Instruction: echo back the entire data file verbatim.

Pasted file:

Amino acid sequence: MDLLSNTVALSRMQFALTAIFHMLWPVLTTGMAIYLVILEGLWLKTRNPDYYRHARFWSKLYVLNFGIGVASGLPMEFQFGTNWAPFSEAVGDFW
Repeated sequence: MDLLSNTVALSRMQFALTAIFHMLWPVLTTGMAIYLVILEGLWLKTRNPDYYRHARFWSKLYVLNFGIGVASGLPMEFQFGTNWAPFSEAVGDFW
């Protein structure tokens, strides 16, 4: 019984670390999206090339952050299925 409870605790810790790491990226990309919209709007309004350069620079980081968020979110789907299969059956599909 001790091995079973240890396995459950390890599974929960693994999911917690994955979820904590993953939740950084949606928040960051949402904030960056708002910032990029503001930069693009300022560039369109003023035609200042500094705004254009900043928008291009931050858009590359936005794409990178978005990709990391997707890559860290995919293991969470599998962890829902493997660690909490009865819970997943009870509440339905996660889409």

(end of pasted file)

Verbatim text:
Amino acid sequence: MDLLSNTVALSRMQFALTAIFHMLWPVLTTGMAIYLVILEGLWLKTRNPDYYRHARFWSKLYVLNFGIGVASGLPMEFQFGTNWAPFSEAVGDFW
Repeated sequence: MDLLSNTVALSRMQFALTAIFHMLWPVLTTGMAIYLVILEGLWLKTRNPDYYRHARFWSKLYVLNFGIGVASGLPMEFQFGTNWAPFSEAVGDFW
């Protein structure tokens, strides 16, 4: 019984670390999206090339952050299925 409870605790810790790491990226990309919209709007309004350069620079980081968020979110789907299969059956599909 001790091995079973240890396995459950390890599974929960693994999911917690994955979820904590993953939740950084949606928040960051949402904030960056708002910032990029503001930069693009300022560039369109003023035609200042500094705004254009900043928008291009931050858009590359936005794409990178978005990709990391997707890559860290995919293991969470599998962890829902493997660690909490009865819970997943009870509440339905996660889409």